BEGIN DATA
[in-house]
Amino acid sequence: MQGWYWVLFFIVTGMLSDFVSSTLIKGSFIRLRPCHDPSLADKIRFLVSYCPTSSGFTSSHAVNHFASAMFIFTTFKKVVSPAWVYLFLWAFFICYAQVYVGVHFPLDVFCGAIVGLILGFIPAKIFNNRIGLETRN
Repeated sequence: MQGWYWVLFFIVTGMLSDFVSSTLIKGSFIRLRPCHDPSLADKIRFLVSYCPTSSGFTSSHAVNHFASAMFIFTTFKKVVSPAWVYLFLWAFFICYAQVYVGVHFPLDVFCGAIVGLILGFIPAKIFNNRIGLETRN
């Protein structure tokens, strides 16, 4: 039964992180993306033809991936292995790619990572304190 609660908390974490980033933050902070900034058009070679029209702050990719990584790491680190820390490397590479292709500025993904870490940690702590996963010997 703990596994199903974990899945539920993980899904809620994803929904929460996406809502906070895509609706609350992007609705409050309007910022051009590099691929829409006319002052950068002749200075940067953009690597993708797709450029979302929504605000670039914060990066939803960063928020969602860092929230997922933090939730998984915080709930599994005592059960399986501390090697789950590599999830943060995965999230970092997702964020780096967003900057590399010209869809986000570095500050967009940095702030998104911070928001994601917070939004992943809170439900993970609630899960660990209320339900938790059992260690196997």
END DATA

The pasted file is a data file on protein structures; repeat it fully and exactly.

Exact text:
[in-house]
Amino acid sequence: MQGWYWVLFFIVTGMLSDFVSSTLIKGSFIRLRPCHDPSLADKIRFLVSYCPTSSGFTSSHAVNHFASAMFIFTTFKKVVSPAWVYLFLWAFFICYAQVYVGVHFPLDVFCGAIVGLILGFIPAKIFNNRIGLETRN
Repeated sequence: MQGWYWVLFFIVTGMLSDFVSSTLIKGSFIRLRPCHDPSLADKIRFLVSYCPTSSGFTSSHAVNHFASAMFIFTTFKKVVSPAWVYLFLWAFFICYAQVYVGVHFPLDVFCGAIVGLILGFIPAKIFNNRIGLETRN
């Protein structure tokens, strides 16, 4: 039964992180993306033809991936292995790619990572304190 609660908390974490980033933050902070900034058009070679029209702050990719990584790491680190820390490397590479292709500025993904870490940690702590996963010997 703990596994199903974990899945539920993980899904809620994803929904929460996406809502906070895509609706609350992007609705409050309007910022051009590099691929829409006319002052950068002749200075940067953009690597993708797709450029979302929504605000670039914060990066939803960063928020969602860092929230997922933090939730998984915080709930599994005592059960399986501390090697789950590599999830943060995965999230970092997702964020780096967003900057590399010209869809986000570095500050967009940095702030998104911070928001994601917070939004992943809170439900993970609630899960660990209320339900938790059992260690196997």